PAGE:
Ice Roads in Ontario

If you’ve ever driven in Ontario during the winter, you’ve likely dealt with icy roads. But what about entire roads made of ice? Let’s go over what ice roads are and what to do if you come across one.

What Are Ice Roads?

An ice road, also known as an ice bridge, is a human-made structure that goes across a frozen body of water.

Ice road construction begins in November by testing the condition of the ice. A route is planned based on where the ice is thickest. Snowcats fitted with plows or blades are brought in to remove the snow, allowing the ice below to firm up. Once the ice is strong enough, heavy machinery comes in to finish the job, making sure the road is solid and safe.

After several weeks of preparation and testing, the road is opened to the public. Ice roads are maintained throughout the season until they begin to melt away in April or May.

Ice roads can be individual structures connecting two shorelines, but more often, they’re a part of winter roads.

Winter Roads

Winter roads are seasonal paths that run over land, but occasionally cross frozen water surfaces, as well. When a winter road crosses over a large expanse of frozen water/floating ice, it’s considered an ice road.

Each year, these roads are built to connect remote regions and First Nations communities to a permanent highway or railway system from mid-January to spring. These regions don’t have any “all-season” roads, so they rely on these temporary routes to get supplies during the winter.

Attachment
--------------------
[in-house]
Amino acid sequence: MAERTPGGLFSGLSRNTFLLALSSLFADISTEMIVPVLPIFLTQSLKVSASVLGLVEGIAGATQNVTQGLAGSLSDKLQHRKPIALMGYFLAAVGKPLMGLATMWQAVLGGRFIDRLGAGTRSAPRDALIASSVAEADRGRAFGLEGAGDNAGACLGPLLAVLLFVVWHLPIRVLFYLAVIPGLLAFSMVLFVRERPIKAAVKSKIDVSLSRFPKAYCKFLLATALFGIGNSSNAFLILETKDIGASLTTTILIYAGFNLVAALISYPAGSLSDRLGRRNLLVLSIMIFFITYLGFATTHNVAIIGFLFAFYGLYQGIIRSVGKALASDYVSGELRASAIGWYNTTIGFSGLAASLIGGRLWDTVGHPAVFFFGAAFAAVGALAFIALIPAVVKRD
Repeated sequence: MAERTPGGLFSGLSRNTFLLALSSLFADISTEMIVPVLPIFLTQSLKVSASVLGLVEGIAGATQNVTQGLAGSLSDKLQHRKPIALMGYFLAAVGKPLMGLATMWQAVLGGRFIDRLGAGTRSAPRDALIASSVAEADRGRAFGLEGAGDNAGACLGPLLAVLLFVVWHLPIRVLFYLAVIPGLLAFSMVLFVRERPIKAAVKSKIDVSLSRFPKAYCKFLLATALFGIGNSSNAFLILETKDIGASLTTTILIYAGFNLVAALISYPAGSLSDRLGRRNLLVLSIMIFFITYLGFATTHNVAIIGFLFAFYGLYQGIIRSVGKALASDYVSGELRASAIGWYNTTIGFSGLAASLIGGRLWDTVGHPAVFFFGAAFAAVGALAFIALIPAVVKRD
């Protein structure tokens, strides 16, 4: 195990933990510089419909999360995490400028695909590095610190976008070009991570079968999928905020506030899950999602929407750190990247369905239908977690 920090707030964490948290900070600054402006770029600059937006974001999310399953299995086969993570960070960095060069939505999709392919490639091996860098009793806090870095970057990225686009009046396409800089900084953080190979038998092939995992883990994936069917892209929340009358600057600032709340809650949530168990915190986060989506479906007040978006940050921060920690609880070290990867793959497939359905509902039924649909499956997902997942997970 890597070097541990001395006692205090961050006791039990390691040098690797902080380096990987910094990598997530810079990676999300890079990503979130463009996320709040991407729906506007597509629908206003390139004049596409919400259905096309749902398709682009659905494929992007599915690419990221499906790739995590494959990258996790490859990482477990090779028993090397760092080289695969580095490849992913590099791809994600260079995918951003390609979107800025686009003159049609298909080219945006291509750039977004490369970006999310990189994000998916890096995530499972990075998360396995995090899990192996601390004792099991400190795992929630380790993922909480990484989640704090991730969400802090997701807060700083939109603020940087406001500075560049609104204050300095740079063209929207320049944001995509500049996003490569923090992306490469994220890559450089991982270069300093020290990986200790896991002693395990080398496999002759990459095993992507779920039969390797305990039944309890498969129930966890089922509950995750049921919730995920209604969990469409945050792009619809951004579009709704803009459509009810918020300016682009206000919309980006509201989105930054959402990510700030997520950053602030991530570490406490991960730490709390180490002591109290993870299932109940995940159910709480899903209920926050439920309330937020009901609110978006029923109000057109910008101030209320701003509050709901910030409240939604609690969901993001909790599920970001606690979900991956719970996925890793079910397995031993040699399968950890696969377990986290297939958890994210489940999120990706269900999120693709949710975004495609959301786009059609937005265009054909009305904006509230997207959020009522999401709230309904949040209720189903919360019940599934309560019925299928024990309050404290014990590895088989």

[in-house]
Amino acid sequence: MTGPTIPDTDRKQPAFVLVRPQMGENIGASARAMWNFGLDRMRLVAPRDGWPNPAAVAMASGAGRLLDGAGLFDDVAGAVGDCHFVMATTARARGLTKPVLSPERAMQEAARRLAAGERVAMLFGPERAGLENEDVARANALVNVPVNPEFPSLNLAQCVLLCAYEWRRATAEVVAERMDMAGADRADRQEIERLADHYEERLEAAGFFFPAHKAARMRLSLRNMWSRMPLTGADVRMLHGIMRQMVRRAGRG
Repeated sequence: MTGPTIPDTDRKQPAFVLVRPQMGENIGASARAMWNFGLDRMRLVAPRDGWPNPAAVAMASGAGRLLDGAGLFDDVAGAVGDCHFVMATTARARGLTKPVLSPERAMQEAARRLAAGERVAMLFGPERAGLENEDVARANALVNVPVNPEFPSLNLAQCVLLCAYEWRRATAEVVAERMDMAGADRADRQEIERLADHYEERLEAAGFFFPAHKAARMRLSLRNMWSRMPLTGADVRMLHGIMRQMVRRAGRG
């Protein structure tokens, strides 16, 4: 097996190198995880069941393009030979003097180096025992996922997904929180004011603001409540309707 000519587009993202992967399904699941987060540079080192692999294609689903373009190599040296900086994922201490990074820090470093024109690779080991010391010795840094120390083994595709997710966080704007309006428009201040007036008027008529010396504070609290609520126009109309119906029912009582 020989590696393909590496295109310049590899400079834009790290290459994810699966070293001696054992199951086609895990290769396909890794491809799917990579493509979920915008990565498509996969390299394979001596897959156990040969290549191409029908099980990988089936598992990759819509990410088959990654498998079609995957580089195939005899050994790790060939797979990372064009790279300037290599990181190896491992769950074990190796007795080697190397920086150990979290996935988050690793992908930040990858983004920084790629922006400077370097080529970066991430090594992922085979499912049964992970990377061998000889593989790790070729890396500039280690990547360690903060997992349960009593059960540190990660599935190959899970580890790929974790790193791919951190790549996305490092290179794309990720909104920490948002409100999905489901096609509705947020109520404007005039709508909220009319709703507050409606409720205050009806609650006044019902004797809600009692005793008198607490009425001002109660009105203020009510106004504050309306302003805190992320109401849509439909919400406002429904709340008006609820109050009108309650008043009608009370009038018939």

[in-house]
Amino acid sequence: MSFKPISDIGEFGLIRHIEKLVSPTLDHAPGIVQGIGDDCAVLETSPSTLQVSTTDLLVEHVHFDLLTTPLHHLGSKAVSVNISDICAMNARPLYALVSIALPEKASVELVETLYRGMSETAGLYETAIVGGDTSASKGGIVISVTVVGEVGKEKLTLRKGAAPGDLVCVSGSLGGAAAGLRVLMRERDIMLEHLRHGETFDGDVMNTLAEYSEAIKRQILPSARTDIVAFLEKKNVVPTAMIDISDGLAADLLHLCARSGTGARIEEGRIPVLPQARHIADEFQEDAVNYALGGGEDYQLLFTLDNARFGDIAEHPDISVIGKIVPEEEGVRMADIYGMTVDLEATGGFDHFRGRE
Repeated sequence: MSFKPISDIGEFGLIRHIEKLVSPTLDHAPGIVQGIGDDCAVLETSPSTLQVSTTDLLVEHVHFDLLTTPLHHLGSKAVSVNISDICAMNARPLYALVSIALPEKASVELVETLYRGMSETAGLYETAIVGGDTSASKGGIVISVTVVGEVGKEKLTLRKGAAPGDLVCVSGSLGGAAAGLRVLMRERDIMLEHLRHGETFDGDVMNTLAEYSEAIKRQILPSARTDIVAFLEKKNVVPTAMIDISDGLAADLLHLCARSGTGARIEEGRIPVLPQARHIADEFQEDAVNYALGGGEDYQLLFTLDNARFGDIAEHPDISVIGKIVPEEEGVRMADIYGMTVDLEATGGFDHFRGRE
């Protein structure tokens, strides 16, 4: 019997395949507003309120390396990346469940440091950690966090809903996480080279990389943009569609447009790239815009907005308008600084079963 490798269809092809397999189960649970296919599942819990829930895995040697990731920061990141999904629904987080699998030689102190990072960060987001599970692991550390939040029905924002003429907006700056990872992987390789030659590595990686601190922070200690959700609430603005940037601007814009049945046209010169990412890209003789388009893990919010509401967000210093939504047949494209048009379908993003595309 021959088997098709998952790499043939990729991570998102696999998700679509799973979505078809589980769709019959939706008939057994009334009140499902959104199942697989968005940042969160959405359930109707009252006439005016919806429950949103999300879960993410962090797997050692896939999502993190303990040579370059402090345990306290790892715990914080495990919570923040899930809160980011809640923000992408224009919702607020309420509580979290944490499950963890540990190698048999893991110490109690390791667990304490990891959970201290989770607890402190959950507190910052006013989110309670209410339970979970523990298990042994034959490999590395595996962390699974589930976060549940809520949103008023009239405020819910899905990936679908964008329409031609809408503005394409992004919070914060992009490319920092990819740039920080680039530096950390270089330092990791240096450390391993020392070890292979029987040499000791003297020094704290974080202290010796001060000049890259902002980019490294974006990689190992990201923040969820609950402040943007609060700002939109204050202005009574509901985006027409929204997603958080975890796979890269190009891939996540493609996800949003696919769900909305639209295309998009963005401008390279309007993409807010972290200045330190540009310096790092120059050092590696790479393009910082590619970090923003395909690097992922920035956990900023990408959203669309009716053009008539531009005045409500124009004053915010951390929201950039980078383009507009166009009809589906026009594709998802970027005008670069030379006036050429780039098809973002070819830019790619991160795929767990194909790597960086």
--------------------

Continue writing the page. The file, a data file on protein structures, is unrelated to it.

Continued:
Winter roads have many benefits, including these:

  • easier (and cheaper) transportation of essential goods and services to northern communities
  • creation of jobs for First Nations members involved in building and maintaining the roads
  • increased access to minerals and other resources to promote economic growth in remote communities

There are over two dozen Northern Ontario winter roads.

Crossing Frozen Cracked Blue Dettah Ice Road
The amazing frozen Great Slave Lake.

Where Are Ice Roads?

In Canada, ice and winter roads are most common in remote regions. You’ll find most of them in British Columbia, the Yukon, and especially the Northwest Territories. They’re built in Northern Ontario too, however, so it’s important for anyone driving in the area to know how to navigate one.

Click here to see a map of all the winter roads in Ontario.

How to Use Ice Roads in Ontario

Despite what you may think, ice roads can be just as safe as regular roads. Don’t worry–you’re not driving on thin ice!

Ice roads are very thick and can confidently hold the weight of your passenger vehicle. The potential danger comes from reckless driving and carrying extremely heavy loads. Most ice roads can support up to 60,000 lbs. of stationary weight. For ice road truckers, the trick is to keep moving. When a vehicle is in motion, the weight capacity of an ice road jumps up to 100,000 lbs.

All ice road drivers must pay attention to speed limit and vehicle spacing signs. Maintaining a steady speed and a generous space between yourself and other vehicles will limit pressure on the road.

Standard are ideal for ice roads. Tire chains can damage the road surface, but it’s okay to keep them in your truck for emergency situations.

Other things to keep in your vehicle when going over ice roads include these items:

  • shovels
  • food
  • blankets and warm clothing
  • communication devices

Preparing for Winter

As you brush up on your ice road etiquette, don’t forget to prepare your car for the rest of what winter can throw at it.

Remember to switch over to winter tires before the first snowfall. Putting together a winter emergency kit is a good way to give yourself some peace of mind when travelling long distances in the snow. Besides ice road driving, adapt your other driving habits to take on winter with confidence. If you’re interested in what else happens on the ice in Ontario, check out this article on ice racing.